Monday, August 26, 2013

More Links Seen Between Autism, ADHD

Study found 1 in 5 kids with attention disorder also had autistic-type traits

Kids with attention-deficit/hyperactivity disorder (ADHD) are 20 times more likely to exhibit some traits of autism than children without ADHD, according to a new study.

One of every five ADHD kids in the study exhibited signs of autism such as slow language development, difficulty interacting with others and problems with emotional control, said study co-author Dr. Joseph Biederman, director of the pediatric psychopharmacology unit at Massachusetts General Hospital.

These kids also showed problems with "executive function," or the ability to plan, organize and conceptualize future action, said Biederman, a professor of psychiatry at Harvard Medical School.
Fewer than 1 percent of kids in the non-ADHD comparison group exhibited any traits linked to autism, according to the study appearing in the September issue of Pediatrics.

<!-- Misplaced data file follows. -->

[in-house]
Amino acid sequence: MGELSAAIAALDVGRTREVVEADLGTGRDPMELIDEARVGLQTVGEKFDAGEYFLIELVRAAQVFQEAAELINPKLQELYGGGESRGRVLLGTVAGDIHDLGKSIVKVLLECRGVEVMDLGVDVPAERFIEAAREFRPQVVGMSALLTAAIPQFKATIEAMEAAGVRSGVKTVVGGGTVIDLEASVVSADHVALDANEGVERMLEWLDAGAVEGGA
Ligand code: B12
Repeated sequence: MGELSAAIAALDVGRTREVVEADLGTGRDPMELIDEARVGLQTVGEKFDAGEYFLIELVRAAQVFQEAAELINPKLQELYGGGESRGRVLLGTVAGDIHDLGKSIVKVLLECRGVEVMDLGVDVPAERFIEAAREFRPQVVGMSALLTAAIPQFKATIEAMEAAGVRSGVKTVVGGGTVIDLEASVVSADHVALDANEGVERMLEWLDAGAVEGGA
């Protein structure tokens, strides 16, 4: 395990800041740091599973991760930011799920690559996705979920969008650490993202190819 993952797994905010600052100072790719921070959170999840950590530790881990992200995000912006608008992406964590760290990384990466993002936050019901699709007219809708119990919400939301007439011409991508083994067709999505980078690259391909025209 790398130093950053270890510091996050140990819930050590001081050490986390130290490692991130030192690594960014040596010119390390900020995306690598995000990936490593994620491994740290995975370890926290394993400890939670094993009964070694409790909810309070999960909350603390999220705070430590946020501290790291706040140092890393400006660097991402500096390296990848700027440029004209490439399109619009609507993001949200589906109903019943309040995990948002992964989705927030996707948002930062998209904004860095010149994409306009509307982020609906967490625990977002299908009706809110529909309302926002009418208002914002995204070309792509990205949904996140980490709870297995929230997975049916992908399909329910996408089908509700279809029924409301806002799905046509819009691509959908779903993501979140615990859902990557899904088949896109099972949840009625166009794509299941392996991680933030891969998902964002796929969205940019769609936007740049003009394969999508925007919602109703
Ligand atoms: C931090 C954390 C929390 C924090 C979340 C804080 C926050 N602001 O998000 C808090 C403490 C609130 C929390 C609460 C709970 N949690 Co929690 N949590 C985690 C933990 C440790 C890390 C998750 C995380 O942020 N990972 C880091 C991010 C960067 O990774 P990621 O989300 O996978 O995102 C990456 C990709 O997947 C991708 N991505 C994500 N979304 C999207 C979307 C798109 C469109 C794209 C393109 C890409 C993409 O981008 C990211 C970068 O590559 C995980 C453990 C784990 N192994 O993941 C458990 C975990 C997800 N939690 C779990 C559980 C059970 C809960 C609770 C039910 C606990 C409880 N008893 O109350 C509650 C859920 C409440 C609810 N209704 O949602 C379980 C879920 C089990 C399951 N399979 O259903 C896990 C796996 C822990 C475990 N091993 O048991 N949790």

"These children are not having the full diagnosis of autism, but they have symptoms of autism," Biederman said. "It may be important to screen children with ADHD for autistic traits because they may need more support, particularly in the educational and interpersonal domains."

Previous studies of children with autism have found that many also have severe ADHD symptoms. This is one of the first studies to turn the tables and see if the reverse is true, said Dr. Alice Mao, an associate professor of psychiatry at Baylor College of Medicine. She was not involved with the study.

"Generally, autistic kids with ADHD are challenging to treat because they don't respond well to ADHD medications," Mao said. "You have to treat the autism symptoms and then treat the ADHD. The conclusion would be that perhaps we should screen these ADHD kids who are not doing well on traditional ADHD treatments to see if they have comorbid autism traits."

The study included 242 kids aged 6 to 18 with ADHD as well as a 227-member "control" group of kids without ADHD. The children were drawn from an existing large-scale sample pool that excluded any kids who had been diagnosed with autism.

Read the story at USNews.com

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